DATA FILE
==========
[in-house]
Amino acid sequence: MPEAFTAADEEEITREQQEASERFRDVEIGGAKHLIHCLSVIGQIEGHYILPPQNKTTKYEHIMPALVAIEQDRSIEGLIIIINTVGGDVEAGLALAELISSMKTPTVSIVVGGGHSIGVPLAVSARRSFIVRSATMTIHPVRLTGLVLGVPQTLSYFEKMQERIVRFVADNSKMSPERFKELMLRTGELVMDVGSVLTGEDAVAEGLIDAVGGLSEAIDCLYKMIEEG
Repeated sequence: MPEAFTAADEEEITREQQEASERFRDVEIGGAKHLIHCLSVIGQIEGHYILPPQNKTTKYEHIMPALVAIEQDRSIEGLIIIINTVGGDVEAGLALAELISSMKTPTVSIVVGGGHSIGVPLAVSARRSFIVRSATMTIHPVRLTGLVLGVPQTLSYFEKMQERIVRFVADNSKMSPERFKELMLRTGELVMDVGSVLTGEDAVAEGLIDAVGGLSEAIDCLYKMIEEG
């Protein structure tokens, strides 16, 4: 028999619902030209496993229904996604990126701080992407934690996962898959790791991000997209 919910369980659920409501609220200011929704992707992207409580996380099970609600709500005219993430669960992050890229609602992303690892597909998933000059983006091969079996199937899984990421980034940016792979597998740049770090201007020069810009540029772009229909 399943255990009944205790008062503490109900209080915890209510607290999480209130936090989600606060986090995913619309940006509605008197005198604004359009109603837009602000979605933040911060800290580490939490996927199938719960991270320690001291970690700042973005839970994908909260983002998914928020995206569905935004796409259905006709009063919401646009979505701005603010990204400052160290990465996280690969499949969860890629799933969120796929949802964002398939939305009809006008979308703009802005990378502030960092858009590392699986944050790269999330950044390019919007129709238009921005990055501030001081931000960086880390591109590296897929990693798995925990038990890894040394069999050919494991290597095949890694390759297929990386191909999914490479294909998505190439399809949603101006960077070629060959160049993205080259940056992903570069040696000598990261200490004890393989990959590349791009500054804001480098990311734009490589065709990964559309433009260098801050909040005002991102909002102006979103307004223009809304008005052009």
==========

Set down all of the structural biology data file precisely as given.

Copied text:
[in-house]
Amino acid sequence: MPEAFTAADEEEITREQQEASERFRDVEIGGAKHLIHCLSVIGQIEGHYILPPQNKTTKYEHIMPALVAIEQDRSIEGLIIIINTVGGDVEAGLALAELISSMKTPTVSIVVGGGHSIGVPLAVSARRSFIVRSATMTIHPVRLTGLVLGVPQTLSYFEKMQERIVRFVADNSKMSPERFKELMLRTGELVMDVGSVLTGEDAVAEGLIDAVGGLSEAIDCLYKMIEEG
Repeated sequence: MPEAFTAADEEEITREQQEASERFRDVEIGGAKHLIHCLSVIGQIEGHYILPPQNKTTKYEHIMPALVAIEQDRSIEGLIIIINTVGGDVEAGLALAELISSMKTPTVSIVVGGGHSIGVPLAVSARRSFIVRSATMTIHPVRLTGLVLGVPQTLSYFEKMQERIVRFVADNSKMSPERFKELMLRTGELVMDVGSVLTGEDAVAEGLIDAVGGLSEAIDCLYKMIEEG
């Protein structure tokens, strides 16, 4: 028999619902030209496993229904996604990126701080992407934690996962898959790791991000997209 919910369980659920409501609220200011929704992707992207409580996380099970609600709500005219993430669960992050890229609602992303690892597909998933000059983006091969079996199937899984990421980034940016792979597998740049770090201007020069810009540029772009229909 399943255990009944205790008062503490109900209080915890209510607290999480209130936090989600606060986090995913619309940006509605008197005198604004359009109603837009602000979605933040911060800290580490939490996927199938719960991270320690001291970690700042973005839970994908909260983002998914928020995206569905935004796409259905006709009063919401646009979505701005603010990204400052160290990465996280690969499949969860890629799933969120796929949802964002398939939305009809006008979308703009802005990378502030960092858009590392699986944050790269999330950044390019919007129709238009921005990055501030001081931000960086880390591109590296897929990693798995925990038990890894040394069999050919494991290597095949890694390759297929990386191909999914490479294909998505190439399809949603101006960077070629060959160049993205080259940056992903570069040696000598990261200490004890393989990959590349791009500054804001480098990311734009490589065709990964559309433009260098801050909040005002991102909002102006979103307004223009809304008005052009």